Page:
With families and loved ones still reeling from the 177 lives lost to overdoses in June, a B.C. record, another 175 deaths were recorded in July, the BC Coroners Service reported today.
While the arrival of COVID-19 prompted a massive public health response from the provincial government, overdoses have killed four times as many people. The virus has claimed 202 lives, while 909 people died from overdoses between January and July.
Toxic amounts of fentanyl in street drugs is responsible for the vast majority of overdoses. Paramedics have noted that patients are requiring more and more doses of naloxone, which counters the effects of opioids, due to the increased toxicity of illicit drugs. Patients are also unconscious for longer periods of time.
“Overdoses are up, overdose deaths are up, homelessness is up, poverty is up — none of these are new problems,” said Guy Felicella, a peer clinical advisor with the Overdose Emergency Response Centre and BC Centre on Substance Use.
A former drug user and survivor of six overdoses, Felicella accompanied the chief coroner and provincial health officer Dr. Bonnie Henry at a press conference today.
“This crisis has been years, even decades in the making,” he said. “No single politician or political party owns this. In fact, every single level of government past and present owns this because of the collective lack of bold actions or a clear plan to prevent this crisis from happening in the first place.”
When the pandemic broke out, the B.C. government took steps to help drug users.
In March the government approved a plan to let physicians offer “safe supply” by prescribing certain opioids like methadone and hydromorphone to patients who met certain criteria, such as being a high risk of withdrawal.
It also provided $900,000 to fund the Lifeguard App, which allows users to set an alarm so a 911 call with their location will automatically be made if they lose consciousness.
Despite these measures, overdose deaths have increased this year at an alarming rate.
COVID-19 has played a role, as services at many support agencies, including those that offer harm reduction, have been cut and more people are using alone.
But chief coroner Lisa Lapointe warned that “judgment, shaming, stigmatization” also keep people from seeking help and encourage them to to use substances alone.
Many don’t want to speak up about their use because they worry about losing work or being pushed away by loved ones.
Just as Henry has asked British Columbians to demonstrate compassion during COVID-19, Lapointe hopes we will demonstrate the same compassion to those who use drugs.
Felicella said government could act now to save lives.
“Let’s be clear: nobody chooses to become addicted to drugs and nobody chooses to die of an overdose,” he said.
“We can give people a choice though: to choose between the toxic, poisoned street drug supply that is fuelling these deaths or pharmaceutical alternatives in the form of a safer supply. Making that choice a reality is a matter of life and death.”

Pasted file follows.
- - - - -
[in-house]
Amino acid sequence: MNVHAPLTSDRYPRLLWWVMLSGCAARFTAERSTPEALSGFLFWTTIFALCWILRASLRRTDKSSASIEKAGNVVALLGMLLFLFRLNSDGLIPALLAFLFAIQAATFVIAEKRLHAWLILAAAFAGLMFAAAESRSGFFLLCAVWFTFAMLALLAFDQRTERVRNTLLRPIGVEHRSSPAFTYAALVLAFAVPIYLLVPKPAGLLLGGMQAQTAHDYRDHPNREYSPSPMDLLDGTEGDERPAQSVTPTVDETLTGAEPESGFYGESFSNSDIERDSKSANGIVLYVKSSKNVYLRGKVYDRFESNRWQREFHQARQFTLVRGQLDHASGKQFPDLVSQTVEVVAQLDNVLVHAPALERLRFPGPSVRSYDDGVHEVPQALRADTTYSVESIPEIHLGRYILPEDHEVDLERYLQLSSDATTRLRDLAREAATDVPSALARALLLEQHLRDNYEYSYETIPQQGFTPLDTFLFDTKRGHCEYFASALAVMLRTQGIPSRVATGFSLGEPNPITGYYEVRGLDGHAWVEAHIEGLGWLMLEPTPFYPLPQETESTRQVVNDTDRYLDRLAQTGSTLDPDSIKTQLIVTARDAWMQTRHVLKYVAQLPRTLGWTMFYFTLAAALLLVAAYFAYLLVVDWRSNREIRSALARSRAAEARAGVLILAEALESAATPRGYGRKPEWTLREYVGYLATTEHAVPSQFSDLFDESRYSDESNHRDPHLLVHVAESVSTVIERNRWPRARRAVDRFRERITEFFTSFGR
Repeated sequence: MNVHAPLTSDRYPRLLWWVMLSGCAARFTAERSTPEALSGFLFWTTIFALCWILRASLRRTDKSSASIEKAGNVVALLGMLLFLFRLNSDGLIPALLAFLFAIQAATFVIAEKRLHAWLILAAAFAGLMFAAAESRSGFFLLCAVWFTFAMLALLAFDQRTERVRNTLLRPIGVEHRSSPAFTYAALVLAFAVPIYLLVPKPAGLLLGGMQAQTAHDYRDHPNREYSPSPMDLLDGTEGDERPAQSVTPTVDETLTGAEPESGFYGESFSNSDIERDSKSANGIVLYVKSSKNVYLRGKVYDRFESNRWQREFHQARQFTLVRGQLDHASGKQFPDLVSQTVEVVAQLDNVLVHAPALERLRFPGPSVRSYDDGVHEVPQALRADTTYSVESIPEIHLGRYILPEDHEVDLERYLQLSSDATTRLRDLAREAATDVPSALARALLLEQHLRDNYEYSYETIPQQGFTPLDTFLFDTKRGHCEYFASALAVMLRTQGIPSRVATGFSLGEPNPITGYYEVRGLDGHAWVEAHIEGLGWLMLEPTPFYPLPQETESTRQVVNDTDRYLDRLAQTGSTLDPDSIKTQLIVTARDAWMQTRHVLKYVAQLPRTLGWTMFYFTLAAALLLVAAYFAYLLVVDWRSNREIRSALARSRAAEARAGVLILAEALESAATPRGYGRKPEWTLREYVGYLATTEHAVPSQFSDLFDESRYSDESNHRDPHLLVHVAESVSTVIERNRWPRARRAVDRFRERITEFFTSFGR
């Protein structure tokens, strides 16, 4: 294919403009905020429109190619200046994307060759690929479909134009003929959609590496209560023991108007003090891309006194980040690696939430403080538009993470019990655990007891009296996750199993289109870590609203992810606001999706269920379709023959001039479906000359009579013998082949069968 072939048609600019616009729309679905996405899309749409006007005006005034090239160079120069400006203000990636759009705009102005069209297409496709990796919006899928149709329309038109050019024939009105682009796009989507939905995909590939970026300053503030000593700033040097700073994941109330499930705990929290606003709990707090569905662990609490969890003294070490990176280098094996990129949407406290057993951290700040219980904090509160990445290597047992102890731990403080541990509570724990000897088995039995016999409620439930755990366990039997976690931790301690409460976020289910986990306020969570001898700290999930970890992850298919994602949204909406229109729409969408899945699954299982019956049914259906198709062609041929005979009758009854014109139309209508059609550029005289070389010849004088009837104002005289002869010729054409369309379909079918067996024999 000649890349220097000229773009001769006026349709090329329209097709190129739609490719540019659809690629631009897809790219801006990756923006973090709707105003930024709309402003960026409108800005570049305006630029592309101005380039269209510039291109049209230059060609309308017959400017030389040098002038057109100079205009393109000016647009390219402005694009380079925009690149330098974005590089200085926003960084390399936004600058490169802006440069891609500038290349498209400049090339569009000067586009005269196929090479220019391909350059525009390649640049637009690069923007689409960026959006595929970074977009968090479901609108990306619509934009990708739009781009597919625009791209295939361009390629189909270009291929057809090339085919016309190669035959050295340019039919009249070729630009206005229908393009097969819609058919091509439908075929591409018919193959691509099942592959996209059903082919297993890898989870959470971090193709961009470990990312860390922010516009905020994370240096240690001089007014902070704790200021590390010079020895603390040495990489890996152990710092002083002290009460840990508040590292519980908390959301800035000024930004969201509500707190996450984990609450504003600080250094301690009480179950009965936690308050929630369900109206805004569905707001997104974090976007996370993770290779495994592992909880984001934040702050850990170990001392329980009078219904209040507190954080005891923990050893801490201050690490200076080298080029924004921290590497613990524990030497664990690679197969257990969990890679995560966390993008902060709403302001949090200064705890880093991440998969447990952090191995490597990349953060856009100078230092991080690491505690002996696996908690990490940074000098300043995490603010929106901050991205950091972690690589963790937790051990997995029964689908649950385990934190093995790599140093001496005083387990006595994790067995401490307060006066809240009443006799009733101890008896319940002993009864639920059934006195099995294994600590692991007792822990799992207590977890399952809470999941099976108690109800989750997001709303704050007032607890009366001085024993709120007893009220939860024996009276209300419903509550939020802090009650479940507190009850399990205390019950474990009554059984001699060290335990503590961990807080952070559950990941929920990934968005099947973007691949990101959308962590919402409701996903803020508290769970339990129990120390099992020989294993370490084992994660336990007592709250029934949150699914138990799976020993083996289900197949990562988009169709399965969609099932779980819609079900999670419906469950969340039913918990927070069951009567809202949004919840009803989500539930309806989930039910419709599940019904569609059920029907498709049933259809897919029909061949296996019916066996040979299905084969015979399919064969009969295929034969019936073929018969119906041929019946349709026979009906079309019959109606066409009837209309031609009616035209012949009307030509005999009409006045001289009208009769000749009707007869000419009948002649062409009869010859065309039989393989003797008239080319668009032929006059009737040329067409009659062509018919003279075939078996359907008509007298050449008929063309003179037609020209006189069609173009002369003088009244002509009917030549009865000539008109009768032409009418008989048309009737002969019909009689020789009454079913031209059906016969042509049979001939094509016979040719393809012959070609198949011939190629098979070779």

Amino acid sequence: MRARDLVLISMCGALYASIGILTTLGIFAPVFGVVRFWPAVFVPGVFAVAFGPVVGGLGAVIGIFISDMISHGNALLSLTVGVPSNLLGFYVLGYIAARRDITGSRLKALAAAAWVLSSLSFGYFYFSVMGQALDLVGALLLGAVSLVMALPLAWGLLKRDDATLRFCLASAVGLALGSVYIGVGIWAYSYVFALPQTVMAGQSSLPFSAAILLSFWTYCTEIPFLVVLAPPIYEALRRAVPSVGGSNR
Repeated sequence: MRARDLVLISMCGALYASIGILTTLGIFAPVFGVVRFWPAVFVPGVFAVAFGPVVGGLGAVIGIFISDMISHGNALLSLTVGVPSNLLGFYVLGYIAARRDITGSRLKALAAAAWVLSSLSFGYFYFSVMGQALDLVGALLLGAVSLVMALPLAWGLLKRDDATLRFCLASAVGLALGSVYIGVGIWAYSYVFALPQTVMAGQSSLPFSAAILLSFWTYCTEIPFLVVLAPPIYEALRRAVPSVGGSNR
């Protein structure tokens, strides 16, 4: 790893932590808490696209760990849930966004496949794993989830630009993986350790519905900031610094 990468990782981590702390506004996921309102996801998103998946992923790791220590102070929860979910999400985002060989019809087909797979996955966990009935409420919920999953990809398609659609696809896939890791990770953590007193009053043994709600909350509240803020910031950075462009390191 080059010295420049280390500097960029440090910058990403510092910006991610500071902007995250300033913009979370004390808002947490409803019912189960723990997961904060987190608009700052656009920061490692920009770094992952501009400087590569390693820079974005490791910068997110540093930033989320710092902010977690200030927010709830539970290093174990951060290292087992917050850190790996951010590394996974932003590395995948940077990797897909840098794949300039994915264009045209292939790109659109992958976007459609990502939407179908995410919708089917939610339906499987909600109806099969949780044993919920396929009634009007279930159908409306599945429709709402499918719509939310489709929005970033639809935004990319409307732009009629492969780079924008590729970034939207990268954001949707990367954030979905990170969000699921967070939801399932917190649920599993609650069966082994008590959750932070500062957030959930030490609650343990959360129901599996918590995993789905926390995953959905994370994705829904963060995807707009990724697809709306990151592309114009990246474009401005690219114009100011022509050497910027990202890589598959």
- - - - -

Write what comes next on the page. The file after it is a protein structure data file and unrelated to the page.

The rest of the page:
Laura Shaver, the president of the Vancouver Area Network of Drug Users, said the high levels of fentanyl in illicit drugs has made it hard for people to opt for the prescription opioids that the government made available in March because “they’re not strong enough.”
Even if prescription heroin was available, many people would find it didn’t meet their needs. “With the levels that people are used to being so high, people would need fentanyl to be a safe supply option,” she said.
Shaver’s brother-in-law, Ken Steward is among the 909 people who have died this year from an overdose. He introduced her to her partner.
“It’s hard to remember all the names,” she said. “I feel like there’s so many that I almost try to block it.”
Despite much greater number of deaths, the stigmatization of drug use and drug users has made it difficult to respond to the overdose crisis with the same urgency shown in dealing with the pandemic, said Dr. Perry Kendall, the co-interim executive director at the BC Centre on Substance Use.
“Even a single death from COVID warrants quite an amount of airtime from the Ministry of Health, yet we have monthly reporting of much larger numbers from the overdose crisis,” said Kendall.
“The response to COVID has shown that there are some things society is prepared to put hundreds of millions of dollars into. But dealing with substance abuse and bad drug laws is not one of those areas.”
Kendall was provincial health officer before Henry and had declared the overdose crisis a public health emergency in 2016.
Stigma plays a large role in how we treat people who are experiencing a health issue, said Kendall. For example, there used to be widespread belief that people struggling with their mental health are weak. Drug users today are suffering from inadequate care “because of how we’ve criminalized it.”
“One huge contradiction in this is alcohol,” said Kendall. “We’ve turned that into an essential service, and you can get a safe supply at the liquor store. But alcohol kills a lot more people numerically than fentanyl does over the course of a year.”
Turning the tide of public opinion on drug use could take years. For Shaver and other advocates of drug users, there isn’t any time for the public to “get it.”
“We don’t need a vaccine,” she said. “We need a safe supply, and by our terms. Until we do, people are going to continue to die.”